Regarding the point you made in your Yahoo post: Quantitative Easing is an instrument of monetary policy enacted by the Federal Reserve – an entity independent from the government. You may argue that the Fed is in cahoots with the administration, but it would be nigh impossible for you to make that case. The Federal Reserve system is set up in such a way that it is incredibly insulated from politics – the result is monetary policy that is in the best interests of the country’s long term growth, rather than short sighted policies in the interest of scoring political points.

    Regarding gas taxes: the government is entirely justified in taxing gasoline. Gasoline imposes numerous negative externalities, both environmental and economical. Further, the gas tax funds highway and street paving and repair, which, by the way, is drastically underfunded due to the gas tax having not been raised since 1997 – relative to the price of gasoline, the gas tax has decreased significantly. In 1997, it was about 15% of the price of gas – now, about 4%. Yet, the gas tax remains an important source of revenue for the transportation budget – if we are to eliminate this tax, how do you propose to adequately maintain highways, bridges, and streets?

    Last, please drop the ‘Intelligentsia’ rhetoric. It is overblown, overused, untrue, and to resort to namecalling and strawmen lowers the level of discourse.

    To answer the question posed in the post’s title: your gasoline is expensive because of geopolitical instability in the Middle East, ever-increasing global demand, and a finite and decreasing supply. Period.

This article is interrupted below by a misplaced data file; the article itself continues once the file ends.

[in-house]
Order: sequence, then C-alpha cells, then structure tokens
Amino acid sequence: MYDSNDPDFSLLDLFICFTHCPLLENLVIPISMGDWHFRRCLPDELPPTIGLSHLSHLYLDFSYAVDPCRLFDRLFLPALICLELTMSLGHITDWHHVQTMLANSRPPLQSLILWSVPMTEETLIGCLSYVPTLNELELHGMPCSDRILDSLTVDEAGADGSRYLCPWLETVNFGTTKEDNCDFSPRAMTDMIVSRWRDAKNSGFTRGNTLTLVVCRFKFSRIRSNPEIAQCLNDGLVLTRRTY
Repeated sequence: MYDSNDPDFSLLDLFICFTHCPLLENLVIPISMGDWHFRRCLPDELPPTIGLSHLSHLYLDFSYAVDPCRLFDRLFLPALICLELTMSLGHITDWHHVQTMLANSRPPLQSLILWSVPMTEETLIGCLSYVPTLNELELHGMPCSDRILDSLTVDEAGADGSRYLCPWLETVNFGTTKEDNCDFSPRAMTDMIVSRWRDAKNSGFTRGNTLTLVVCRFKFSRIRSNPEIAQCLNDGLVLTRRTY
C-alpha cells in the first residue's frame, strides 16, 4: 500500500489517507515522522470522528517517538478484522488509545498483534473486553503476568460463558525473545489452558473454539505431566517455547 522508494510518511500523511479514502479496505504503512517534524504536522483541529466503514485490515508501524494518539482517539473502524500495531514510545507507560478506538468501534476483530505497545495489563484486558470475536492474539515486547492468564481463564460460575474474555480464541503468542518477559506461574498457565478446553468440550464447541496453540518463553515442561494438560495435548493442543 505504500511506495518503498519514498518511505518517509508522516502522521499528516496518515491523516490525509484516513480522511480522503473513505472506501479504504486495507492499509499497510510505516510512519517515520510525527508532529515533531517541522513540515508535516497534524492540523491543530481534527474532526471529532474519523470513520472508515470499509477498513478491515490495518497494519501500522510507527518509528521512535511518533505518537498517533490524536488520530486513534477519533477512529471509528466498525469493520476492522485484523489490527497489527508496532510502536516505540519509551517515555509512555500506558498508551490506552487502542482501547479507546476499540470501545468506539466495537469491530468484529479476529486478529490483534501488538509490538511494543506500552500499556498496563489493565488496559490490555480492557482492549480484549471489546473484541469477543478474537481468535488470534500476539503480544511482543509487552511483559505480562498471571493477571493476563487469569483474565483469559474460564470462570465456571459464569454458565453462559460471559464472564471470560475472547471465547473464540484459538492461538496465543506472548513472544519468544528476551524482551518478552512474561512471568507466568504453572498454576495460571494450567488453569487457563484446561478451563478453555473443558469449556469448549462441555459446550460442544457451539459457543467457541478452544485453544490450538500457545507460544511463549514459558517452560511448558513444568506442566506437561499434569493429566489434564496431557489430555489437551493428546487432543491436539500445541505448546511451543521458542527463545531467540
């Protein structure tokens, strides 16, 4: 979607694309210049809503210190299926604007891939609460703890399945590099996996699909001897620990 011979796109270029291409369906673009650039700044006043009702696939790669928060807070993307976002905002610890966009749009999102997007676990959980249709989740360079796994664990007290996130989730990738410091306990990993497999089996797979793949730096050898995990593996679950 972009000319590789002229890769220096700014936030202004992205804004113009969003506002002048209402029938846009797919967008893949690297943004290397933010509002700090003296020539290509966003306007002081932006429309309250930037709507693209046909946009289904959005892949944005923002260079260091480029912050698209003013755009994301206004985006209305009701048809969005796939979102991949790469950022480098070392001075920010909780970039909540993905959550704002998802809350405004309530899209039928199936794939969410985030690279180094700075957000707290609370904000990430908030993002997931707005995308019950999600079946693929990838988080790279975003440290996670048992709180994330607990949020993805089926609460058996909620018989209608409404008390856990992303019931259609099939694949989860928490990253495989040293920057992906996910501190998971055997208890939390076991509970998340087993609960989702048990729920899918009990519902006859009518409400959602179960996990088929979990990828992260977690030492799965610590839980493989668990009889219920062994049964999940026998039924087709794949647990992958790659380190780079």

All the best,
    Anton

    • Wayne says:

      Anton,

      Thank you for stopping by. However, your use of straw men does not change the reality in which we live.

      Although, I must admit, your logic is rather effective. And if I did not follow Oil and Gas, logic, and politics, I would have been swayed by your arguments.

      Quantitative Easing (QE) lowered the value of the dollar, and crude oil prices went up in response. The Chinese complain that we are doing QE because they will not float the Renminbi. The Fed says they are justified in QE because the Chinese are not floating the Renminbi. And back and forth. Both govts are tinkering with the money supply.

      I agree with the professor I referenced, and I have been writing and saying the same thing for most of the last decade …. history seems to be on my side.

      But of all of your examples, the most off the wall would be claiming that an average of $.48 a gallon in taxes is JUST 4%. Gasoline is NOT $12 a gallon, yet.

      Yet!

      But, it might be in the next decade, unless global powers took us into the Second ‘Great Recession.’

      And about the age old straw man about ‘political’ instability in the Mid East. War in the Mid East causes spot inflation in the oil markets. It has MUCH less impact upon long term price and supply, because of one simple (and overlooked) factor.

      The oil is ALWAYS sold to someone. The product enters the global pool of oil for sale, and that drives the costs up or down depending more upon demand than upon ‘supply issues.’

      IMHO.

      But, it makes great political rhetoric. And it ‘excites’ the masses. But, after listening to the rhetoric for decades, I have become convinced most people around the world no long believe the rhetoric.

      Again, IMHO.

      Thanks again!

      Wayne